Reproducible Research using Jupyter Notebooks: Curriculum Development Hackathon
- Goal: Develop the content of a two-day Data Carpentry workshop teaching how to conduct research reproducibly using the Jupyter notebook
- Location: Berkeley Institute for Data Science (BIDS), Berkeley, CA
- Dates and times: January 9 - 11, 2017; 9 am - 5 pm each day
To apply: https://goo.gl/aPO71f; deadline December 5, 2016. Successful applicants will be notified by December 12.
Making science more reproducible has enormous potential to accelerate research advances, including for practicing individuals. Despite this, the tools and approaches that are already available are rarely taught. To address this, we are organizing a 3-day hands-on workshop aimed at developing, and later teaching, a short-course curriculum on using Jupyter notebooks for reproducible research practices. The event will be held January 9 - 11, 2016, in Berkeley, CA, at the Berkeley Institute for Data Science (BIDS). We aim to assemble a diverse and interdisciplinary group of participants, and invite those interested to apply by December 5, 2016, at https://goo.gl/aPO71f.
As science becomes increasingly more data and computation intensive, maintaining the ability to build on our own or other’s prior work requires that the process that takes data and other inputs all the way to the results presented in a paper is documented and made available in full detail. The concept of reproducible research means that someone else should either be able to obtain the same results given all the documented inputs and the published instructions for processing them, or if not, the reasons why should be apparent from comparing the executed processing steps to the documented ones.
Aside from its role as a cornerstone of the scientific process, reproducible research holds tremendous benefits for individual researchers themselves. Knowing and applying reproducibility-promoting practices and tools could enable researchers to revisit and build on their own work more effectively and efficiently, which in turn has the potential to accelerate the progress of science as a whole. Yet, such practices and tools are only rarely taught, and many scientists remain unaware of them. In response to this gap, participants of the Reproducible Science Curriculum initiative developed an initial 2-day bootcamp-style workshop curriculum around best practices for reproducible research in R. This curriculum has since been adopted by Data Carpentry.
The objective of this hackathon is to continue this effort by developing a workshop curriculum around the Jupyter notebook as a tool promoting best practices for reproducible research. Jupyter notebooks are increasingly widely adopted, and have been the main method of displaying detailed results in a number of high-profile scientific papers. As a tool promoting reproducible practices, Jupyter notebooks allow users to interleave text, code, and output into a single, interactive document that includes features facilitating research exploration, interactive learning, and sharing over the internet. Their dynamic nature is ideally suited to sharing all steps of the research workflow in a reproducible manner. Although creating a curriculum around the Python programming language is part of motivating this hackathon, Jupyter notebooks can be used with over 40 common programing languages, and the notebook document format is programming language-agnostic.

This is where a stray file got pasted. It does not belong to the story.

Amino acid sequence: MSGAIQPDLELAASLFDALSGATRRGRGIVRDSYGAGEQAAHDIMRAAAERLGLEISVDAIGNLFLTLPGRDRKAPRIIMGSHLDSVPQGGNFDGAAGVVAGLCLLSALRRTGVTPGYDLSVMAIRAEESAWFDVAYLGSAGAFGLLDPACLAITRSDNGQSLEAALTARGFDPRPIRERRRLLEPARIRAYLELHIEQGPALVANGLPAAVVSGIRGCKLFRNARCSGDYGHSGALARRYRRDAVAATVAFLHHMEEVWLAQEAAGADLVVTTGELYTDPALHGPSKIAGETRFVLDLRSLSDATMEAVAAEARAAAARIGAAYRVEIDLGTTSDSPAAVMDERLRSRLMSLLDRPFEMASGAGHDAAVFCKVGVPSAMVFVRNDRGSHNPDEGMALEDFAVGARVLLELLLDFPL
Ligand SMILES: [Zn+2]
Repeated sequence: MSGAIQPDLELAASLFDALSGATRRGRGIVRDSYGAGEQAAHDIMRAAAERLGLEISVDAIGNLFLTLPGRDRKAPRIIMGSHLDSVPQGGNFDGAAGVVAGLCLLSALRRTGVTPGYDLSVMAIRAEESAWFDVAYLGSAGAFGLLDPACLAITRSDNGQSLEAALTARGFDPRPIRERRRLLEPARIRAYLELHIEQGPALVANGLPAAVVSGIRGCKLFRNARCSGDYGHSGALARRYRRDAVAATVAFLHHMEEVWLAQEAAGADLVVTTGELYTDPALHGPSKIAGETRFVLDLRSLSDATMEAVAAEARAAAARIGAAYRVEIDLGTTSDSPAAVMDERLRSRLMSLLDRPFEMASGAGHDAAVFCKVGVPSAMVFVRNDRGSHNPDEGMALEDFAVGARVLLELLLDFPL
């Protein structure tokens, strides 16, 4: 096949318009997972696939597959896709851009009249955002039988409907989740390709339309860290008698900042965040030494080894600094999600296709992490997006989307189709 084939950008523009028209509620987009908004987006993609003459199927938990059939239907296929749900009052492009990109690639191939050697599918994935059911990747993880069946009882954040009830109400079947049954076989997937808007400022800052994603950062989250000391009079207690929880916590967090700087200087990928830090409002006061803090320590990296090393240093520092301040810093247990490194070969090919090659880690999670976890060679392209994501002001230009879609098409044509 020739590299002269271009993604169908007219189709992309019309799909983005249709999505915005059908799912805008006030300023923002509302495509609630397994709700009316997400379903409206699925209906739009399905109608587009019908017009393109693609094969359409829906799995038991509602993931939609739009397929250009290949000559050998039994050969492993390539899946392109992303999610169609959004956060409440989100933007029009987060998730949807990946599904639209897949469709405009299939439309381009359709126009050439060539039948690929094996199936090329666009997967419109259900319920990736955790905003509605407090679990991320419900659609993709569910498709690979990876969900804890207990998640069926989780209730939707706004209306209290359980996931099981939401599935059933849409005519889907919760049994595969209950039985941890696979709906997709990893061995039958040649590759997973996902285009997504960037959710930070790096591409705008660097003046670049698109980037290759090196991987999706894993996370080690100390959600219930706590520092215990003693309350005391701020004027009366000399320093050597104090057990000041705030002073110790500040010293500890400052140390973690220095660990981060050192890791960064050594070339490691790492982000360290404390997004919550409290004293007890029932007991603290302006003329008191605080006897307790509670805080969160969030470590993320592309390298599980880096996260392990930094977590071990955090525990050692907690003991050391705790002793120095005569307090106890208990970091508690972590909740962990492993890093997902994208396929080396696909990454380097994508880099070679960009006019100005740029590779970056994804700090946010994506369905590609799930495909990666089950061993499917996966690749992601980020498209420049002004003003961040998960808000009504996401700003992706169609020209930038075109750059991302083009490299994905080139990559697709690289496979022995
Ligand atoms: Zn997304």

Goals of the event
The event is designed as a 3-day hackathon to develop a short course curriculum on using Jupyter notebooks for reproducible research practices. The goal is to develop concrete material that can subsequently be taught at a two-day training workshop. The workshop would encompass the overall goals of the existing Data Carpentry workshops, teach people the skills and value of working reproducibly, and demonstrate the role of reproducibility in publishing.
To accomplish this, we aim to assemble a diverse and interdisciplinary group of researchers, educators, and developers, encompassing various levels of experience and a broad set of skills. This includes participants who are involved or familiar with Jupyter notebooks, or with developing tools and technologies under the reproducible science rubric that use, interact with, or build upon Jupyter notebooks. It also includes more broadly researchers and other people enthusiastic to learn more about reproducible research and who are interested in helping to create and teach this curriculum.
Space is limited, and hence onsite participation is by invitation only and requires submitting an application. Applications are due December 5, 2016. Travel support is available. Members of groups underrepresented in computational science are especially encouraged to apply.
Organizers & Contact
If you have any questions, feel free to contact anyone of the organizing committee:
Hilmar Lapp, Duke University
François Michonneau, University of Florida
Jasmine Nirody, UC Berkeley
Kellie Ottoboni, UC Berkeley
Tracy Teal, Data Carpentry
Jamie Whitacre, Project Jupyter, UC Berkeley Institute for Data Science